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This month as we gear up for the New Year, take a moment to decide which path you will take. Are you heading toward a breakdown or a breakthrough?
In my experience, the problems of a person's past impact them in one of two ways: they experience either a breakdown or a breakthrough. This month as we gear up for the New Year, take a moment to decide which path you will take. Are you heading toward a breakdown or a breakthrough?

Steps toward a Leadership Breakdown:

No matter what you've experienced, remember this: there are people who've had it better than you and done worse; and there are people who've had it worse than you and done better. I've watched some very talented people miss opportunities because they were worried about what someone else was receiving or achieving.

If you prepare yourself to the best of your abilities and give your all in every situation, you will be successful. You may not always win, but you will be a winner.

One of my favorite thoughts about comparison comes from a young girl who was competing in a pageant. "There will always be someone prettier than me, more talented than me, and more graceful than me. I can only hope they aren't on the same stage as me."

In this day and age it seems that people can rationalize any situation. A cartoon which appeared a few years ago in the New Yorker showed two clean-shaven middle-aged men sitting together in a jail cell. One inmate turned to the other and said, "All along, I thought our level of corruption fell well within community standards."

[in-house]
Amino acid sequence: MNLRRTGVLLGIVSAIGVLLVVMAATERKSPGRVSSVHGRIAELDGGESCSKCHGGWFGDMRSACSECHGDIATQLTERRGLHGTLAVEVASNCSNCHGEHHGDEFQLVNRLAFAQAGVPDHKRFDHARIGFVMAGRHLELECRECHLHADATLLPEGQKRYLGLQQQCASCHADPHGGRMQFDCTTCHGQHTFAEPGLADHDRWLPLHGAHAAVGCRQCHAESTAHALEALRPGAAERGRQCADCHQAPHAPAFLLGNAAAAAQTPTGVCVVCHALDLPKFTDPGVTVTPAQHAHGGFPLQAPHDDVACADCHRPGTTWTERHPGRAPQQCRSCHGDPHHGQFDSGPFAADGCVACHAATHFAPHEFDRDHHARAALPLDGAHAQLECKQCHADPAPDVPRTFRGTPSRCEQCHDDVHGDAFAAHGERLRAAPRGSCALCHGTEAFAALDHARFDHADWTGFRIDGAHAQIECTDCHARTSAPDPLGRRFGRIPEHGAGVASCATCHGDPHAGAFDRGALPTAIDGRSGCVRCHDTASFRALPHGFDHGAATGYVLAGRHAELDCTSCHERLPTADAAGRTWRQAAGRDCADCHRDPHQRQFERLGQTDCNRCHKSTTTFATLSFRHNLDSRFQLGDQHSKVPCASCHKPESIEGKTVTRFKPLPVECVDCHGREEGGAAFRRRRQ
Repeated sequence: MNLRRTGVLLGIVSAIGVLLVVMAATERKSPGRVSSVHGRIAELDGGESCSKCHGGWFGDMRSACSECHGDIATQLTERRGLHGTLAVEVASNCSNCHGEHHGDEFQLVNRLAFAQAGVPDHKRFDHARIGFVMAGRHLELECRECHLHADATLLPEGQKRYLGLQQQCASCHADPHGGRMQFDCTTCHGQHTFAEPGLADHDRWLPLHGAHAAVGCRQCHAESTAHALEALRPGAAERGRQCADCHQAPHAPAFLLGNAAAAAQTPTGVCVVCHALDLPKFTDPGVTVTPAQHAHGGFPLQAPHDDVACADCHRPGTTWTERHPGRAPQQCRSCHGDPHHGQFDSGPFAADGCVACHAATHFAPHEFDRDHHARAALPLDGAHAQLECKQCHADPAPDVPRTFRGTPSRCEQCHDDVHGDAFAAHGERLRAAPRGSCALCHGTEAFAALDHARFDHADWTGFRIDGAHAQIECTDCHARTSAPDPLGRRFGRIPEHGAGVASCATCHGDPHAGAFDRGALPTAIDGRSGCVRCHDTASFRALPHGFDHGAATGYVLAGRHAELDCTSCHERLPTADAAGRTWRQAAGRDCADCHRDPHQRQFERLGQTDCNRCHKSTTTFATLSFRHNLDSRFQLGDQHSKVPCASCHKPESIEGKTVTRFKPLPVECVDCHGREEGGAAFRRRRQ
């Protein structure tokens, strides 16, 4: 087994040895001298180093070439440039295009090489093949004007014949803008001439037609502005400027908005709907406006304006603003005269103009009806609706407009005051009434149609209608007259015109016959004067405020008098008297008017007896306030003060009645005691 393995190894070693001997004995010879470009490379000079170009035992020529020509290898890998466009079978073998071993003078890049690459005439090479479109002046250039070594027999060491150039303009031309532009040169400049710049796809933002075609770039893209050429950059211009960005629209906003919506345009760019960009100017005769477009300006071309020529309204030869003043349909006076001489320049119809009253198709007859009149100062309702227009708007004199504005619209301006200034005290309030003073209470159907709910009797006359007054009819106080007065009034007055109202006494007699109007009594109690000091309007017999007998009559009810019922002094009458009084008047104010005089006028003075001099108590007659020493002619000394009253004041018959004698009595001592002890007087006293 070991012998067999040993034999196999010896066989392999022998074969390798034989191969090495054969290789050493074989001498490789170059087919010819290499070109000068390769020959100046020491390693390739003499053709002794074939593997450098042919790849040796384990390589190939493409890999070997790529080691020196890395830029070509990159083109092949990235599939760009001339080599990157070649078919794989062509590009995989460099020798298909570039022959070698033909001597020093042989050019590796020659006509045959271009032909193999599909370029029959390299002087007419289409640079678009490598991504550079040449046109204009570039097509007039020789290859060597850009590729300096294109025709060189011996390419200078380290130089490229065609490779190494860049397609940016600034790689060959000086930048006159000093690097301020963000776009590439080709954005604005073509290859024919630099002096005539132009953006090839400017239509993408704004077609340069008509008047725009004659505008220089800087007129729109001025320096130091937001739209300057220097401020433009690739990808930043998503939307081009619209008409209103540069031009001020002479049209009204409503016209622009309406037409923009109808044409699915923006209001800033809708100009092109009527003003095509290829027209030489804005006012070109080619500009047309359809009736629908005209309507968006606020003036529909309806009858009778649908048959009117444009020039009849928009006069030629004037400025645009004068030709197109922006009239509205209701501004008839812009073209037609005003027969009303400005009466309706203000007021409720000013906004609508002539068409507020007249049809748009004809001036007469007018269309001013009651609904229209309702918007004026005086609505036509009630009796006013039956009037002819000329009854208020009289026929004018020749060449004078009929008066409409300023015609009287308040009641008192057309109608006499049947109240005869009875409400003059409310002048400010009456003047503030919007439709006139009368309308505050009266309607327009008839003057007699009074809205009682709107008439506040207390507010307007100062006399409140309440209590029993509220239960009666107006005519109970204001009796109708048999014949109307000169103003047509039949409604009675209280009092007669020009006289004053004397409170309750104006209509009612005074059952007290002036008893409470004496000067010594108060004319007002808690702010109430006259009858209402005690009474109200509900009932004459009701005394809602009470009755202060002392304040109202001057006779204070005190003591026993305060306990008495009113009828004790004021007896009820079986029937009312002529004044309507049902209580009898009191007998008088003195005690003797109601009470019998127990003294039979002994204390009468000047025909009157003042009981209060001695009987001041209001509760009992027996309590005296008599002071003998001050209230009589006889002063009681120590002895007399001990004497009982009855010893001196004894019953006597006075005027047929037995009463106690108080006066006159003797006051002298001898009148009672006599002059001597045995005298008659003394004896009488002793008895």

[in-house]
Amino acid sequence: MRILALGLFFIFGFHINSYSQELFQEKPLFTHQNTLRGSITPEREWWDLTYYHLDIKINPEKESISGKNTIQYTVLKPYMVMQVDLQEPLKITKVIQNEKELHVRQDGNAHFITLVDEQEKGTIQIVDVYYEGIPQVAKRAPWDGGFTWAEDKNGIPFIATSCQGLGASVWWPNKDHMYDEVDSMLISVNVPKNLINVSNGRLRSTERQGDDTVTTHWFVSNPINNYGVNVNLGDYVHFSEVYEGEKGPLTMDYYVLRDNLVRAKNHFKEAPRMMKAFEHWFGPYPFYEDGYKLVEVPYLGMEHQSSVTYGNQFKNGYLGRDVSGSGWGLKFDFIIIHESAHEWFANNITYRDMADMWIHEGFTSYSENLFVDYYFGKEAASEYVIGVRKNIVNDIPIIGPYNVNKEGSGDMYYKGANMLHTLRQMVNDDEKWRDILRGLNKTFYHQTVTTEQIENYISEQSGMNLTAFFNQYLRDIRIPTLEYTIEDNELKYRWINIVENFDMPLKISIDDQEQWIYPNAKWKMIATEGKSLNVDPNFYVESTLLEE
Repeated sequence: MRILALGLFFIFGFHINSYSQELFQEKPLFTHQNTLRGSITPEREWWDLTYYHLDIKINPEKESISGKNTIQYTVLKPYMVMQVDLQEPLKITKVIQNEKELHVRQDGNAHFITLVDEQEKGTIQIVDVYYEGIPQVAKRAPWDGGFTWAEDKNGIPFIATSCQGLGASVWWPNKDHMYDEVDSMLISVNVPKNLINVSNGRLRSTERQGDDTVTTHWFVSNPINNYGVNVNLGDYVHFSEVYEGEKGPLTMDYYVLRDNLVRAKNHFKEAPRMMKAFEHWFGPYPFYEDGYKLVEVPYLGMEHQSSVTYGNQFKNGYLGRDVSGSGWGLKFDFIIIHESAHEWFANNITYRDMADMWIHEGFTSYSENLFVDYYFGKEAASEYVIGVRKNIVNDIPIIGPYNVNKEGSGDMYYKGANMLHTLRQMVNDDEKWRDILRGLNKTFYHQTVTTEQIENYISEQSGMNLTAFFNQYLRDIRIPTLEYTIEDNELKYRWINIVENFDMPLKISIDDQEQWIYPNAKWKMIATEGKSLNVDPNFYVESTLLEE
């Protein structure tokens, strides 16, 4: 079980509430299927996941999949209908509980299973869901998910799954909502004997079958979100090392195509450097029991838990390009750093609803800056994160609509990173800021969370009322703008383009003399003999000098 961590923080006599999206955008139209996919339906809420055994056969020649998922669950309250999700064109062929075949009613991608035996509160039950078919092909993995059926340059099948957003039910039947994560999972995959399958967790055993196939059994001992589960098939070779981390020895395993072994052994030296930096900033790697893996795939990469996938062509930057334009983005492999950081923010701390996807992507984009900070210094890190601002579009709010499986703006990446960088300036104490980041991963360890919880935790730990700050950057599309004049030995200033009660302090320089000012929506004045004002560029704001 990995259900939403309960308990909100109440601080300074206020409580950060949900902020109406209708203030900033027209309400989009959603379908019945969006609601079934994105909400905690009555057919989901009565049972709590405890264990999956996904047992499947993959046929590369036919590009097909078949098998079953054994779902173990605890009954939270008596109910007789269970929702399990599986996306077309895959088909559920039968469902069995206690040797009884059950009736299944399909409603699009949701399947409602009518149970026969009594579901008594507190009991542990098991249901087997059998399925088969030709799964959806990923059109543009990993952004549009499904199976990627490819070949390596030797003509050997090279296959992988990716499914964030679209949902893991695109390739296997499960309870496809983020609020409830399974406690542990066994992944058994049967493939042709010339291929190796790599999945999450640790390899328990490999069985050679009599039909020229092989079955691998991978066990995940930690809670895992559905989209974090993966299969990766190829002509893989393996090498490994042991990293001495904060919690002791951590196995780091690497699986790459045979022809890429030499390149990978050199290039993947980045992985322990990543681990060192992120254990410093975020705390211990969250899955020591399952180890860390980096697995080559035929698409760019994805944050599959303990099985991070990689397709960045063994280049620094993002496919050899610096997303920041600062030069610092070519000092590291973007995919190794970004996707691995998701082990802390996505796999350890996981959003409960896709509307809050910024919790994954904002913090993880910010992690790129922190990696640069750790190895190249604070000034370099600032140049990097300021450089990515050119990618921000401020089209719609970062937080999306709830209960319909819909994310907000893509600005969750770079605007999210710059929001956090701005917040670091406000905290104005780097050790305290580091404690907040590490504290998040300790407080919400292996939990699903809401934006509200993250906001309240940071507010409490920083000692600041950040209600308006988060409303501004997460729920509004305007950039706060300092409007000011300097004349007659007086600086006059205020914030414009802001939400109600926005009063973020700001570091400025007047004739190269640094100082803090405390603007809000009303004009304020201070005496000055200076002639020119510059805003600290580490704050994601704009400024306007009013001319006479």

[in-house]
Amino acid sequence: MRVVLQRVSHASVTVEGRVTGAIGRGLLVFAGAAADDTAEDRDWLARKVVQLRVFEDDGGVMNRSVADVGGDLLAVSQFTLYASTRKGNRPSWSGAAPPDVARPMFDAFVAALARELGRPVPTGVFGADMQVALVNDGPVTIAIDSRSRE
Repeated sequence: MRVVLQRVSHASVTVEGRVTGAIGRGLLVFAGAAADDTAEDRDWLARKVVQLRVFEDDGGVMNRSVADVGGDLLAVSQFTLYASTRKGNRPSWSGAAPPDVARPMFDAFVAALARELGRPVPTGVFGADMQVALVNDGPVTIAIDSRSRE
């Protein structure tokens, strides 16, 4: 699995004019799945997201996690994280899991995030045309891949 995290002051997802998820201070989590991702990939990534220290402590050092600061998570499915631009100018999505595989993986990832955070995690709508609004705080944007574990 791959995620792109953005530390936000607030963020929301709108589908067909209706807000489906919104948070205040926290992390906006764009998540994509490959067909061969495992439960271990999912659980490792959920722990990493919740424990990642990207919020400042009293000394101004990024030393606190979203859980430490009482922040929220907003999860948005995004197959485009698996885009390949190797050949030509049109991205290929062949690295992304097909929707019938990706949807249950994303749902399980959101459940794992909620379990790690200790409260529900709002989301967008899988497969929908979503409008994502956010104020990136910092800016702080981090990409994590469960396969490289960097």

Taking responsibility instead of rationalizing is a matter of integrity. And integrity is the foundation of leadership.

You can't be a leader if you're all alone. Leadership requires teamwork, and teamwork requires people. Trying to avoid a challenge or problem by isolating yourself from everyone always results in a larger problem. You may need to separate yourself from most of the group to solve a problem; however, you should always have contact with at least one other person who can mentor you and help you through the situation.

Your mentor may not be able to help you find a solution more quickly, but a mentor serves as an encourager, which is sometimes just as valuable.

Yesterday ended last night. As much as we would like to, we can't go back and change what has already happened. We can only move forward and do the best we can today. Regret merely drains our energy and makes it harder to move on.

Past hurts can make you bitter or better. If you hold onto disappointment you become bitter. If you learn from disappointment you have a better chance of not facing the same disappointment later on. I have found that grudges hurt me more than they will the other person; therefore, clinging to bitterness wastes time and energy.

Remember the story of Joseph? He was thrown into a pit, sold into slavery, falsely accused, and put in jail; however, he didn't hold a grudge against the people who wronged him. Joseph found the positive benefits in his negative experiences, and went on to be a powerful ruler in Egypt.

Steps Toward a Leadership Breakthrough:

I believe that a leader faces many hurdles—however, he or she becomes stronger and more accurate at every leap. Begin the process by practicing the following steps.

Personal Growth
Leadership, just as life, is a journey. You must continue to learn in order to lead. Each day I try to learn something, file something and teach something. I learn from reading books,
listening to tapes or meeting with other leaders.

I file the best quotes and stories that I find, which improves my work as an author and speaker. I also learn a great deal from teaching. My audience lets me know if I am connecting and helping them with the lessons I give.